Who Started the Argument From Silence?

Posted on: December 11th, 2016

The students of John L. Girardeau, professor at Columbia Seminary, South Carolina in the 1880’s, asked him to explain to them why he opposed the use of instrumental music in the worship of the Presbyterian churches. In response, he wrote a book which was published in Richmond, Virginia in 1888. It was titled, “Instrumental Music in the Public Worship of the Church.” Girardeau’s expanded discussion of this subject gives some valuable insights into how men of the Reformed tradition in late 19th century America decided the question of whether or not a practice was pleasing to God.

Girardeau began his discussion with a statement of principle which guided his arguments throughout the book: “A divine warrant is necessary for every element of doctrine, government, and worship in the church; that is, whatsoever in these spheres is not commanded in the Scriptures, either expressly or by good and necessary consequence from their statements is forbidden.”

It may surprise us that a 19th century Presbyterian seminary professor not only understood the “argument from silence,” but used it and felt confident that others would be persuaded by it. I suspect that there has been the feeling on the part of some that those who labored so earnestly in the last century to turn men back to simple New Testament Christianity were the originators of the idea that God’s silence on a matter was equal to a divine prohibition. Clearly, that was not true.

The arguments Professor Girardeau makes will sound very familiar to those of us who have been concerned to “speak where the Bible speaks and be silent where it is silent.”

He first says that the prohibitory significance of God’s silence is deducible from 2 Tim. 3:16-17, which affirms that God’s man is fully equipped for “every good work” by the “holy scripture.” Everything therefore not mentioned in the Scripture would not be a “good work.” Sound familiar?

Girardeau then proceeds to give some biblical statements that verify his principle of silence. Ex. 25:40, “And see that thou make them after their pattern which hath been showed thee in the mount.” Deut. 4:2, “Ye shall not add unto the word which I command you, neither shall ye diminish from it, that ye may keep the commandments of Jehovah your God which I command you.” He cites also Deut. 12:32; Prov. 30:5-6; Heb. 8:5; Matt. 15:6; 28:18-20; Col. 2:20-23; 2 Tim. 3:16-17 and Rev. 22:18-19.

In extending his argument further, our Presbyterian professor treats several concrete instances that argue the prohibition of God’s silence. He cites the cases of Cain and his sacrifice, Gen. 4. He mentions Nadab and Abihu, the sons of Aaron, Lev. 10:1-3 about which he comments: “But they presumed to add to God’s commandments, exercising their own will in regard of his worship, they did that which he did not command them, and they were instantly killed for their wicked temerity.” He adds the cases of Korah, Dathan and Abiram, Num. 16, Moses’ striking of the rock, Num. 20, Saul’s sacrifice at Gilgal, 1 Sam. 13, Uzzah’s touching of the ark, 1 Chron. 13:7-10, and the presumption of King Uzziah, 2 Chron. 26:16-21.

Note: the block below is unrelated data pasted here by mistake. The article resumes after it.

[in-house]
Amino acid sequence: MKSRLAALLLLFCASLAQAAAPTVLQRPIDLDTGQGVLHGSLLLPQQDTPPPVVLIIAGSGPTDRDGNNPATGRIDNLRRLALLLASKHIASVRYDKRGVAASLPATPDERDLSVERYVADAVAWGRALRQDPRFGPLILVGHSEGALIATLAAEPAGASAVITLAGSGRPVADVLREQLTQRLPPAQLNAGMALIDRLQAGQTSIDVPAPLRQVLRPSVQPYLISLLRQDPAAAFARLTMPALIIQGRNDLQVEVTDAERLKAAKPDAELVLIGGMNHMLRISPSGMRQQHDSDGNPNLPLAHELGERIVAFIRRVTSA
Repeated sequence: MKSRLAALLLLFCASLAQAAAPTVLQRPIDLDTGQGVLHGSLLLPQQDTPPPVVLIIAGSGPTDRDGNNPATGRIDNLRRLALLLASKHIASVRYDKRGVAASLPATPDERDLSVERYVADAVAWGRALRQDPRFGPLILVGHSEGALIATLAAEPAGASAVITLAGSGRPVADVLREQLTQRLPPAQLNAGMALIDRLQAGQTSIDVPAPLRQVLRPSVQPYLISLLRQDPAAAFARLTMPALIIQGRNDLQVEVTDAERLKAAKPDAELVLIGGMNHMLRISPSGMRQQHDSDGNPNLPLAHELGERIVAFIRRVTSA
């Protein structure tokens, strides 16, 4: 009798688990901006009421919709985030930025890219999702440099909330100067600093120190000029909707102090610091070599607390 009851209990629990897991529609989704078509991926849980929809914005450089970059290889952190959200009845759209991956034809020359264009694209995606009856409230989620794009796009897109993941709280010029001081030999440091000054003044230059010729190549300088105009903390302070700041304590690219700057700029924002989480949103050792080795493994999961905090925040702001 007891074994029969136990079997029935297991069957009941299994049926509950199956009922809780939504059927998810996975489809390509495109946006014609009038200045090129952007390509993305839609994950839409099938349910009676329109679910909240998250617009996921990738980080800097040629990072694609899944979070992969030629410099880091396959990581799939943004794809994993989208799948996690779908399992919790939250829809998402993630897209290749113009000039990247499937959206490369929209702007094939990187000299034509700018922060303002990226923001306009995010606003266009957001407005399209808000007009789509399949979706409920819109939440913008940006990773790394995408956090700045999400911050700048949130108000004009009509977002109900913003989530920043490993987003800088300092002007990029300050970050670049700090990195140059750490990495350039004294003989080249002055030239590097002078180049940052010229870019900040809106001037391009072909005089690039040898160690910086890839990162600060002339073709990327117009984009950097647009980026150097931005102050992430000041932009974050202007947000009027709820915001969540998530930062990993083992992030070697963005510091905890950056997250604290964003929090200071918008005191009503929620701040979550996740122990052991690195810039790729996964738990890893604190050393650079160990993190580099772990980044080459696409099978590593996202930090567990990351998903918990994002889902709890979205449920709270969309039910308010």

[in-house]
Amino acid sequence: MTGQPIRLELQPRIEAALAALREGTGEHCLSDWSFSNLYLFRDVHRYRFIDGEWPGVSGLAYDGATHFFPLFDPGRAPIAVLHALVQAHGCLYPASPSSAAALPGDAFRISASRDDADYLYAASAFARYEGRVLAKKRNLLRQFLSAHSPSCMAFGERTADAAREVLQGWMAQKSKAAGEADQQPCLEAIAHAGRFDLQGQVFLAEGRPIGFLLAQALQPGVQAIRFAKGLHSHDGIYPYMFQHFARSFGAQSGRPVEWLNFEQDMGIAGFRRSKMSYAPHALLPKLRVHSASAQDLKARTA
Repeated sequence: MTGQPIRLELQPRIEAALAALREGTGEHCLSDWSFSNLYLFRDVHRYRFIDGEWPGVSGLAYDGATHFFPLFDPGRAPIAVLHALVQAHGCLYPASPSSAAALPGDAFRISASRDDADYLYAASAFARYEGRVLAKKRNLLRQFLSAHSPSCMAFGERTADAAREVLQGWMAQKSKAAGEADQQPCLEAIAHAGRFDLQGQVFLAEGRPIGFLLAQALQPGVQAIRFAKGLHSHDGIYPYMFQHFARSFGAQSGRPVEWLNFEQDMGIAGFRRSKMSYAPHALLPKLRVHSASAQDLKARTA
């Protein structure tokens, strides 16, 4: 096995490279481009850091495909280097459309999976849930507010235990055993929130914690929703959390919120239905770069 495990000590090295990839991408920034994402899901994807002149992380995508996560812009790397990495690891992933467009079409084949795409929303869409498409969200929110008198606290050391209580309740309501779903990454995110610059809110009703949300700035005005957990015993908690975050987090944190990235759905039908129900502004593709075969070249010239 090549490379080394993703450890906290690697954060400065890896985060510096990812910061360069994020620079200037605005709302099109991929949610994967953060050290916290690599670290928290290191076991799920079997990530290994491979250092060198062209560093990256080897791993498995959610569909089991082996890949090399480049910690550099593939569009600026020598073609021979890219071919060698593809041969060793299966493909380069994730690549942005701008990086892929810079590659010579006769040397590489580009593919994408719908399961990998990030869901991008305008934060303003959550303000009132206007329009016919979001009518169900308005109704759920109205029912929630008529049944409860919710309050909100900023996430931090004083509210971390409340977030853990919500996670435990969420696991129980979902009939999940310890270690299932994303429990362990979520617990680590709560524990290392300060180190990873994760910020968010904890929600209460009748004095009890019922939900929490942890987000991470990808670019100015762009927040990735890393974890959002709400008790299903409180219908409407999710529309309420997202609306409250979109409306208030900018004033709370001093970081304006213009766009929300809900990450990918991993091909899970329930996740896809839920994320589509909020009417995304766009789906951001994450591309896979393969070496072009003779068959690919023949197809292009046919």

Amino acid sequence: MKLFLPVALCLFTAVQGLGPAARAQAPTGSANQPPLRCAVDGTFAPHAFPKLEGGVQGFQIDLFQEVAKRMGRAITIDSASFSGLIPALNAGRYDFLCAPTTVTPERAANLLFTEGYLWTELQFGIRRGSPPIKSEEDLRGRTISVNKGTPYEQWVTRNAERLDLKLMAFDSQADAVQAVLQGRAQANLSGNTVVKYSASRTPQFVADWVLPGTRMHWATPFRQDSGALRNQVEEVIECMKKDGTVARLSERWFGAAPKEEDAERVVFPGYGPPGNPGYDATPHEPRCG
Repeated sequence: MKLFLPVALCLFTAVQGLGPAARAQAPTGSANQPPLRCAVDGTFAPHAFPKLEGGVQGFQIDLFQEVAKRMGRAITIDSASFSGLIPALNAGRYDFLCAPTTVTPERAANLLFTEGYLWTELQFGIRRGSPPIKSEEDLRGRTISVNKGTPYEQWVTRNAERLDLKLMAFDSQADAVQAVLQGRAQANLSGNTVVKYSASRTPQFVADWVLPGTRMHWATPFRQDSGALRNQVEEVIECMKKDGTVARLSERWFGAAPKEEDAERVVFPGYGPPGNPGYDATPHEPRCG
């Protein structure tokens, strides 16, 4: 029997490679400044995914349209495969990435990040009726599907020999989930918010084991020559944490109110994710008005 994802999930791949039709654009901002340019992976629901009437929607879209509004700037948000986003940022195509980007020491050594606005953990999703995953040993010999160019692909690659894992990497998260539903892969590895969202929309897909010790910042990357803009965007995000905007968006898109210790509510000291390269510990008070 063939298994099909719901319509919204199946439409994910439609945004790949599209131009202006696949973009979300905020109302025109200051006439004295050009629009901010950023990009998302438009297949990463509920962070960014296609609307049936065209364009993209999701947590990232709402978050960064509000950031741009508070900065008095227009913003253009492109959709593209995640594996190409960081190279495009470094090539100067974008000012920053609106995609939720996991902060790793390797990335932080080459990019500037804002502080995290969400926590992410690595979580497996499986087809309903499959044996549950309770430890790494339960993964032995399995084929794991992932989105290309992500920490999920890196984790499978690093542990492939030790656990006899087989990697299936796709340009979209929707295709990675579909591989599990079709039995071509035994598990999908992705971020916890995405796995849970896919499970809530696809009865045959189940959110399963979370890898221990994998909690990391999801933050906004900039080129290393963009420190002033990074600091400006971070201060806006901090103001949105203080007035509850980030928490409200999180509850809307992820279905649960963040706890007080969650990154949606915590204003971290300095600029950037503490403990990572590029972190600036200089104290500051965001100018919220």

His arguments are then summarized in the following words: “The mighty principle has thus been established by an appeal to the didactic statements of scripture and to special instances recorded in scriptural history… that whatsoever is not in the Scripture, either explicitly or by good and necessary consequences, is forbidden.”
Girardeau goes on to observe that instrumental music was never used in the worship of Israel without God’s explicit command, 2 Chron. 29:25-26 and, therefore, could not be used in New Testament worship without an explicit New Testament command. He notes that instrumental music was never used in synagogue worship and that Rabbinic literature forbade its use on the sabbath, save in the Temple.

From the New Testament, Girardeau simply asks, “Did Jesus teach or practice it?” “Did the Apostles teach or practice it?”

From what he writes, it is obvious that this Presbyterian teacher had paid a price for his convictions: “it is easy to see how irrelevant and baseless is the taunt flung by high churchmen, ritualists and latitudinarians of every stripe against the maintainers of the opposite principle, that they are narrow-minded bigots who take delight in insisting upon trivial details. The truth is exactly the other way. The principle upon which this cheap ridicule is cast is simple, broad, majestic. It affirms only the things God has commanded, the institutions and ordinances that he has prescribed, and besides this discharges only a negative office which sweeps away every trifling invention of man’s meretricious fancy.”

The irony is that I first found this old book preserved in the library of a college operated by avowed restorationists who practice the very thing which Girardeau condemns. The book’s card revealed it had lived a quiet life. Who started this “argument from silence?” As nearly as we can determine, God did.

Paul Earnhart